9. Jay, I am surprised reading this. I have read with great joy your writings on grace and how to read the story in the Bible. I had to stop and read several times the early section of your post. They seem out of character with your other writings.

    In Timothy, Paul writes "I w-a-n-t women to dress modestly" And there are two of your statements:

    "God also c-o-m-m-a-n-d-s our women to be modest"
    "the r-e-q-u-i-r-e-m-e-n-t to dress modestly"

    I may be reading too much strength into the words "commands" and "requirement" but where is the grace here?

    I hope you have the time to respond as I had to stop and wonder, "is this coming from Jay?" This doesn't compute, this isn't characteristic or something. I'm really torn and confused.

  10. mark says:

    On the other hand
    Churches like mine that have been rocked by scandal ,moral failure and out of control sin are little suspicious of personal motives. Yes there are people that are young and innocent but that is no excuse for not seeking Jesus standards.

  11. Jay Guin says:


    Are you seriously arguing that modesty is a matter of personal preference, that is, that women may choose to be or not be modest with God's full approval either way? As Alan noted earlier, Jesus himself said,

    (Luke 17:1) Jesus said to his disciples: "Things that cause people to sin are bound to come, but woe to that person through whom they come."

    Tempting others to sin is sin.

    Regarding grace, grace is about forgiveness from sin, but is not license to sin. If you've ever understood me to approve sinning in reliance on grace, you've seriously misunderstood. Consider —

    (Heb 12:15) See to it that no one misses the grace of God and that no bitter root grows up to cause trouble and defile many.

    This is a reference to this fearsome passage —

    (Deu 29:18-20) Make sure there is no man or woman, clan or tribe among you today whose heart turns away from the LORD our God to go and worship the gods of those nations; make sure there is no root among you that produces such bitter poison. 19 When such a person hears the words of this oath, he invokes a blessing on himself and therefore thinks, "I will be safe, even though I persist in going my own way." This will bring disaster on the watered land as well as the dry. 20 The LORD will never be willing to forgive him; his wrath and zeal will burn against that man. All the curses written in this book will fall upon him, and the LORD will blot out his name from under heaven.

    I pointed this out over a decade ago in my book The Holy Spirit and Revolutionary Grace. The worst possible response to grace is to say, "I will be safe, even though I persist in going my own way." This leads to the condition described in Heb 10:26 ff.

    (Gal 2:17-18) "If, while we seek to be justified in Christ, it becomes evident that we ourselves are sinners, does that mean that Christ promotes sin? Absolutely not! 18 If I rebuild what I destroyed, I prove that I am a lawbreaker."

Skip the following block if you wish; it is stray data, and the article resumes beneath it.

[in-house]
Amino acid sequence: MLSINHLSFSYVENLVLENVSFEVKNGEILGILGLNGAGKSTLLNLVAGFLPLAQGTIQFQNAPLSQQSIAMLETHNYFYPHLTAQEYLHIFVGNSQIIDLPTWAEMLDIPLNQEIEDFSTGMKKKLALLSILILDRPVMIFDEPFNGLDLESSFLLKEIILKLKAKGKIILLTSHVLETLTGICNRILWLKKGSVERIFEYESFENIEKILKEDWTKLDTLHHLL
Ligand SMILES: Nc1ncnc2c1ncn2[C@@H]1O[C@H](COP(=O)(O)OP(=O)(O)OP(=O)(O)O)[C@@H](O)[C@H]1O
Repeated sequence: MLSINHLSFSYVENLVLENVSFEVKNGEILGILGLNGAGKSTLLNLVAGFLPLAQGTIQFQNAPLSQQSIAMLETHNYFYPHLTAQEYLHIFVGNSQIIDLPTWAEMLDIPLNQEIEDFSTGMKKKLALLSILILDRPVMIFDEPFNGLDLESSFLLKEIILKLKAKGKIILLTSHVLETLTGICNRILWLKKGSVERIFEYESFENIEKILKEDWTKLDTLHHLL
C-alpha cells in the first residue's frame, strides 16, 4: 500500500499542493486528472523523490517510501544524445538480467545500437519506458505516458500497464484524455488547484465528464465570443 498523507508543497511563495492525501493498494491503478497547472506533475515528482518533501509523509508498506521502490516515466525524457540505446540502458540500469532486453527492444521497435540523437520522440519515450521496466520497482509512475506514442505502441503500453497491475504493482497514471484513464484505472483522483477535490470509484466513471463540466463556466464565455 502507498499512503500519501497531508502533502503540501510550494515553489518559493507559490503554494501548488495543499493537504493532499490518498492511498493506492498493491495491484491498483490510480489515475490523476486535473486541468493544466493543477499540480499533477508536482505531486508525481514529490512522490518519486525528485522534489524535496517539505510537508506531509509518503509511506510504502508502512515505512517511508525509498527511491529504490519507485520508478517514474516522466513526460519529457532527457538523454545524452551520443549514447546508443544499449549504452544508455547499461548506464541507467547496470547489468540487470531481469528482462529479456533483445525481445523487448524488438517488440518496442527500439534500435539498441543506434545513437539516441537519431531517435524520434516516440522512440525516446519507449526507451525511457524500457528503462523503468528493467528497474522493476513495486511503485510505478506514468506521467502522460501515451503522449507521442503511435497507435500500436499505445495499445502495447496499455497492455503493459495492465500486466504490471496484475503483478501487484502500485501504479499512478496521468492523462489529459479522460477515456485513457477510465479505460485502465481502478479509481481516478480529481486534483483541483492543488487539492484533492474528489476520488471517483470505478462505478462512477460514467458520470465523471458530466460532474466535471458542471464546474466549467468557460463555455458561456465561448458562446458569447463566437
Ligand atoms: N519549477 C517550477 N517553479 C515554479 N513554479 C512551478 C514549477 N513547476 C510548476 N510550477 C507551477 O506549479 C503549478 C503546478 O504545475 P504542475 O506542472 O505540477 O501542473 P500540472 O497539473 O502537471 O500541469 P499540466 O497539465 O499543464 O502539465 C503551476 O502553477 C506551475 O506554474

(Rom 6:1-2) What shall we say, then? Shall we go on sinning so that grace may increase? 2 By no means! We died to sin; how can we live in it any longer?

  12. Jay,

    I retract the statement about grace. I used the wrong word, please forgive.
    Please allow me to back up a step or two.

    I cannot go from Paul writing, "I want women to dress modestly" to "God also commands our women to be modest." Those two statements are too far apart for me.

  13. Alan says:

    Dwayne, If all we had to go on was Paul's "I want women to dress modestly" someone might come to the conclusion that it is optional, and therefore might ignore that teaching (however, still not a good idea!) But that's not all we have to go on. Matt 5:28 says that whoever looks on a woman lustfully has already committed adultery in their heart. So lust is sin. And therefore Luke 17 is conclusive. If a woman dresses in such a way that she tempts someone to lust, she is guilty according to Luke 17:1-3. Woe to her, according to Jesus.

  14. Alan, I agree with you. This one statement from Paul to Timothy is not all we have. I am not writing about all the scriptures we have. I am writing about this one statement…and I cannot go from Paul writing, “I want women to dress modestly” to “God also commands our women to be modest.”

  15. Jay Guin says:

    Email from a reader:

    Amen Brother!!!! I totally 100 percent agree with you.

    Thank you for making me aware to not let my kids go to dances till high school, I have two daughters and three sons, You are a strong Christian , I thought we were all becoming extinct. My husband and I need to really hear what you are saying. He needs to trust me that I understand how woman think and I need to trust him that he understands how men think.

    Keep the faith brother and keep encouraging us young Parents so we can change society back to a Christian society.

  16. Charles says:

    I'm wondering about modesty in medical situations. Don't women put themselves in a position of tempting male doctors when they are disrobed and "intimate" examinations are performed?

Comments are closed.